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2 Prayer is the burden of a sigh,
The falling of a tear;

The upward glancing of an eye
When none but God is near.

3 Prayer is the simplest form of speech
That infant lips can try;

Prayer the sublimest strains that reach
The Majesty on high.

4 Prayer is the Christian's vital breath,
The Christian's native air,

His watchword at the gate of death —
He enters heaven with prayer.

5 Prayer is the contrite sinner's voice
Returning from his ways,

While angels in their songs rejoice,
And say, "Behold, he prays."

327 (484).


WHAT various hindrances we meet
In coming to a mercy-seat!

L. M.

Yet who that knows the worth of prayer,
But wishes to be often there?

2 Prayer makes the darken'd cloud withdraw,
Prayer climbs the ladder Jacob saw,
Gives exercise to faith and love,
Brings ev'ry blessing from above.

3 Restraining prayer, we cease to fight;
Prayer makes the Christian's armor bright;
And Satan trembles when he sees
The weakest saint upon his knees.

328 (790).

L. M.

AROM ev'ry stormy wind that blows,
From ev'ry swelling tide of woes,
There is a calm, a sure retreat,
'Tis found beneath the mercy-seat.

2 There is a place where Jesus sheds
The oil of gladness on our heads,
A place than all besides more sweet;
It is the blood-bought mercy-seat.

3 There is a scene where spirits blend,
Where friend holds fellowship with friend,
Though sunder'd far, by faith they meet
Around one common mercy-seat.

4 Ah! whither could we flee for aid,
When tempted, desolate, dismay'd;
Or how the host of hell defeat,
Had suff'ring saints no mercy-seat?

5 There, there, on eagle wing we soar,
And sin and sense seem all no more,
And heaven comes down our souls to greet,
And glory crowns the mercy-seat!

6 Oh, let my hand forget her skill,
My tongue be silent, cold and still,
This bounding heart forget to beat,
If I forget the mercy-seat.

329 (814).

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11s & 10s.

YOME, ye disconsolate, where'er ye languish, Come, at the mercy-seat fervently kneel: Here bring your wounded hearts, here tell your anguish;

Earth has no sorrows that Heaven cannot heal.

2 Joy of the desolate, Light of the straying, Hope of the penitent, fadeless and pure, Here speaks the Comforter, in mercy saying, Earth has no sorrows that Heaven cannot care.

3 Here see the Bread of Life; see waters flowing Forth from the throne of God, boundless in love;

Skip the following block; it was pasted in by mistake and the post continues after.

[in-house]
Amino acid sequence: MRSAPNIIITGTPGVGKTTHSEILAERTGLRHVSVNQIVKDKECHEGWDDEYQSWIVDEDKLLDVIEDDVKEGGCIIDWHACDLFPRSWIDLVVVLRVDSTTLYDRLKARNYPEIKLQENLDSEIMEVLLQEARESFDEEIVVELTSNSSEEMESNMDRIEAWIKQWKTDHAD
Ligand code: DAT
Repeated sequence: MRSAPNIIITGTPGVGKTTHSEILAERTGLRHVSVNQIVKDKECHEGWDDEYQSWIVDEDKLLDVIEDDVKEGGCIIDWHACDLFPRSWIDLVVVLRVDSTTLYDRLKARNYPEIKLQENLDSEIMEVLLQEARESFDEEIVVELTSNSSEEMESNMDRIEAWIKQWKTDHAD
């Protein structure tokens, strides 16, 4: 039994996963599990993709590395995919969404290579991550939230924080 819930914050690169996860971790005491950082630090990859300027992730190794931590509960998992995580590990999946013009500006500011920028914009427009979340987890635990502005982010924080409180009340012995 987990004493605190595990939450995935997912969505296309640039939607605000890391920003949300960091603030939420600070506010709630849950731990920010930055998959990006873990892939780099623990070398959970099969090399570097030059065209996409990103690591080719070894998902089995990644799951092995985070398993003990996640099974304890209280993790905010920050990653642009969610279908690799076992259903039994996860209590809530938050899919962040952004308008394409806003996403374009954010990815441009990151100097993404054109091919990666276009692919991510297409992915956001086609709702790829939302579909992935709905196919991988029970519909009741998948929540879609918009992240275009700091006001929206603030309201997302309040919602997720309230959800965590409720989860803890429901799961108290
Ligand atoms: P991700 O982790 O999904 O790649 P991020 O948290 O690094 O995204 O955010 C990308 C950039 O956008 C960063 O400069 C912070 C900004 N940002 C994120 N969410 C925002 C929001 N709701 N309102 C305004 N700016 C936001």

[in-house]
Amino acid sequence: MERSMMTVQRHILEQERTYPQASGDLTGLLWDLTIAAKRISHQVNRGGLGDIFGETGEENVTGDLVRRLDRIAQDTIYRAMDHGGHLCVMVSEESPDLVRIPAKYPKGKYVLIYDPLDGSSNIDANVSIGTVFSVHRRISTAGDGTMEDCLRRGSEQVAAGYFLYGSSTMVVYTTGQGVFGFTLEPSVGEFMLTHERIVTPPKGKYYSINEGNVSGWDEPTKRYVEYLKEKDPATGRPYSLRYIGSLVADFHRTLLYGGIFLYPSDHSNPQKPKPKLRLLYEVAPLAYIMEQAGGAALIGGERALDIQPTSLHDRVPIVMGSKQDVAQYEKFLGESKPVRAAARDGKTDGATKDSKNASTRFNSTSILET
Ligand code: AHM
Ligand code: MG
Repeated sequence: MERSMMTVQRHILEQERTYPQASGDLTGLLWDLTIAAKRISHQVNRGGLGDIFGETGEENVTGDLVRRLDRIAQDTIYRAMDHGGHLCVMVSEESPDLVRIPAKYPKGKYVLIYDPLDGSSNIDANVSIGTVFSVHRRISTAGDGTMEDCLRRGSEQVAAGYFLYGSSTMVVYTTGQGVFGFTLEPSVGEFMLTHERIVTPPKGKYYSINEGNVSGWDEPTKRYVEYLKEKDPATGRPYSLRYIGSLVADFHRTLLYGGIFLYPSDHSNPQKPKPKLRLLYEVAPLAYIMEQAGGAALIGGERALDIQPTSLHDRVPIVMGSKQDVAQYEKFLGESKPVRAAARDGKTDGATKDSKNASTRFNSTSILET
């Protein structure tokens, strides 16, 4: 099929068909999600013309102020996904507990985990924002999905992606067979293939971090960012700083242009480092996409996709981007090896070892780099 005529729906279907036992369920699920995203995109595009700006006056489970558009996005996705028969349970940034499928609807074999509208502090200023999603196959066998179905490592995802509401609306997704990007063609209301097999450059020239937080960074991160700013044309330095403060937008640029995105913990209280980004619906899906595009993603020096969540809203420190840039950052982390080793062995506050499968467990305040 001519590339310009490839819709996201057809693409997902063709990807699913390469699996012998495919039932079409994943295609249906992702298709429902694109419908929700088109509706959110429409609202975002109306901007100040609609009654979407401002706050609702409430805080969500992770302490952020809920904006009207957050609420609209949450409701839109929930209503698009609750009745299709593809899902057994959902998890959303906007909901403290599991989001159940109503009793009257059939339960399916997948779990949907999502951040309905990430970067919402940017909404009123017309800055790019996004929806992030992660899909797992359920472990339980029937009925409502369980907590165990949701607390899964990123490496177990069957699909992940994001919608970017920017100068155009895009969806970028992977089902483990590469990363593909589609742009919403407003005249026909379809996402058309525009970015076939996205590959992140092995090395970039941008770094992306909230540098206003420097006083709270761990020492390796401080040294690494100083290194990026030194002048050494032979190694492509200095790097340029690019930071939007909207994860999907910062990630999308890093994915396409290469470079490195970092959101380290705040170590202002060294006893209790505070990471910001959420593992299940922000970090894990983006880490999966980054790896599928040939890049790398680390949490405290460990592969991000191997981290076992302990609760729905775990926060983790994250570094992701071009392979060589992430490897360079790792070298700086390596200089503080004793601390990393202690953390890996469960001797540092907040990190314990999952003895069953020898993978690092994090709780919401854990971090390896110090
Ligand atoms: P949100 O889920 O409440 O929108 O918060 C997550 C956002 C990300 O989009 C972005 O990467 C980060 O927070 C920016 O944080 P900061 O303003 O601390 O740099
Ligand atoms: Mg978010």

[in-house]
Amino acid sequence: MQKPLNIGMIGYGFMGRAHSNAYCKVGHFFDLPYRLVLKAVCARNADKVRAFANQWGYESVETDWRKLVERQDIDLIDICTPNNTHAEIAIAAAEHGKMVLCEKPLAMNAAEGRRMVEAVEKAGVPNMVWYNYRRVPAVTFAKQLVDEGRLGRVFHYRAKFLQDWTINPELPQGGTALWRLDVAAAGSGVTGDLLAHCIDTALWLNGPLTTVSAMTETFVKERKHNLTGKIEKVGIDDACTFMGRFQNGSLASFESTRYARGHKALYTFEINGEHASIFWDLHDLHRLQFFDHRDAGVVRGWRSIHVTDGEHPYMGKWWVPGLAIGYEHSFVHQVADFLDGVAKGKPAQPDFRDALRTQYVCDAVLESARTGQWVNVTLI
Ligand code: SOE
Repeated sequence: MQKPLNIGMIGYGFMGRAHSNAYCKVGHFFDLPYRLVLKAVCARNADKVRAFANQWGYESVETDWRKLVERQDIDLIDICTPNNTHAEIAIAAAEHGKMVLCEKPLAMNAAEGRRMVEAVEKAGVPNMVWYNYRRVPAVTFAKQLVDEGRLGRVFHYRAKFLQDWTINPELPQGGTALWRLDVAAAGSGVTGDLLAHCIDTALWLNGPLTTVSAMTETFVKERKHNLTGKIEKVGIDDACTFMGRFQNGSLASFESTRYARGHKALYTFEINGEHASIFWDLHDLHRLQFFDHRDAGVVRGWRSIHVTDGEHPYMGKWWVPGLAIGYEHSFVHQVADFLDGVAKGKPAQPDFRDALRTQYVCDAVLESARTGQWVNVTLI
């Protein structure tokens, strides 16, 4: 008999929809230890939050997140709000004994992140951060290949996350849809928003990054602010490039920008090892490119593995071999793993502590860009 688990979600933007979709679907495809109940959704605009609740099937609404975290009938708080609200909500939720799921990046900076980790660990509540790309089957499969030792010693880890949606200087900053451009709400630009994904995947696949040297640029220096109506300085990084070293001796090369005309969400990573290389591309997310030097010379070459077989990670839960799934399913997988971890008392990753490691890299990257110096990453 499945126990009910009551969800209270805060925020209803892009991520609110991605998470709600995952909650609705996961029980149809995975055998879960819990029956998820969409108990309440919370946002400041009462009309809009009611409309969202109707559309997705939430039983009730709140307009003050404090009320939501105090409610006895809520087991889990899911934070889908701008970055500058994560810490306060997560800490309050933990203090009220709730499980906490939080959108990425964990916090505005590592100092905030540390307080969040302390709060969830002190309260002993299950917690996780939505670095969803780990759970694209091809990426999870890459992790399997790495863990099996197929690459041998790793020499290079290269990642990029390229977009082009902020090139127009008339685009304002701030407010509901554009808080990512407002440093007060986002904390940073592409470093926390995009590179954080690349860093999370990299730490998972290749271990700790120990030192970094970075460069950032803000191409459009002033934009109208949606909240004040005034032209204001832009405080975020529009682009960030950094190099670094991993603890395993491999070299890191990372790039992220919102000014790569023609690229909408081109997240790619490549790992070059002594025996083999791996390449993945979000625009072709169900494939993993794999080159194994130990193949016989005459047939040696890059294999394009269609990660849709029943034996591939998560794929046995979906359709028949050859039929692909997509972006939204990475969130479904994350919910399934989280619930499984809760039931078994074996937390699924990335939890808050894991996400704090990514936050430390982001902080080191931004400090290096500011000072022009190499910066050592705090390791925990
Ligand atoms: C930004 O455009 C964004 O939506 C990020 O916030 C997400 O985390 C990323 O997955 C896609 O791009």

Come to the feast prepared; come, ever knowing Earth has its sorrows, but Heaven can remove


C. M.

APPROACH, my soul, the mercy-seat,

Where Jesus answers prayer;

There humbly fall before His feet,
For none can perish there.

2 Thy promise is my only plea;
With this I venture nigh;

Thou callest burden'd souls to Thee,
And such, O Lord, am I.

3 Bow'd down beneath a load of sin,
By Satan sorely press'd,
By war without, and fear within,
I come to Thee for rest.

4 Be Thou my shield and hiding-place;
That, shelter'd near Thy side,
I may my fierce accuser face,
And tell him, "Thou hast died.”

5 Oh, wondrous love, to bleed and die,
To bear the cross and shame,
That guilty sinners, such as I,
Might plead Thy gracious name.

331 (485). THE

HE Lord, who truly knows
The heart of ev'ry saint,
Invites us by His holy word
To pray and never faint.

2 He bows His gracious ear;
We never plead in vain;
Yet we must wait till He appear,
And pray, and pray again.

3 Though unbelief suggest,

Why should we longer wait?
He bids us never give Him rest,
But be importunate.

4 'Twas thus a widow poor,
Without support or friend,
Beset the unjust judge's door,
And gain'd at last her end.

5 And shall not Jesus hear

S. M.

His children when they cry?
Yes, though He may awhile forbear,
He'll not their suit deny.

6 Then let us earnest be,

And never faint in prayer;

He loves our importunity,

And makes our cause His care.




C. M.


Y God, I love Thee; not because
I hope for heaven thereby;

Nor yet because if I love not

I must forever die.

2 Thou, O my Jesus, Thou didst me
Upon the Cross embrace;

For me didst bear the nails and spear,
And manifold disgrace.

3 And griefs and torments numberless,
And sweat of agony;

Even death itself


and all for one

Who was Thine enemy.

4 Then why, O blesséd Jesus Christ!
Should I not love Thee well?

Not for the sake of winning heav'n,
Or of escaping hell.

5 Not with the hope of gaining aught;
Not seeking a reward;

But as Thyself hast lovéd me,
O ever-loving Lord!

6 E'en so I love Thee, and will love,
And in Thy praise will sing;
Solely because Thou art my God,
And my eternal King.

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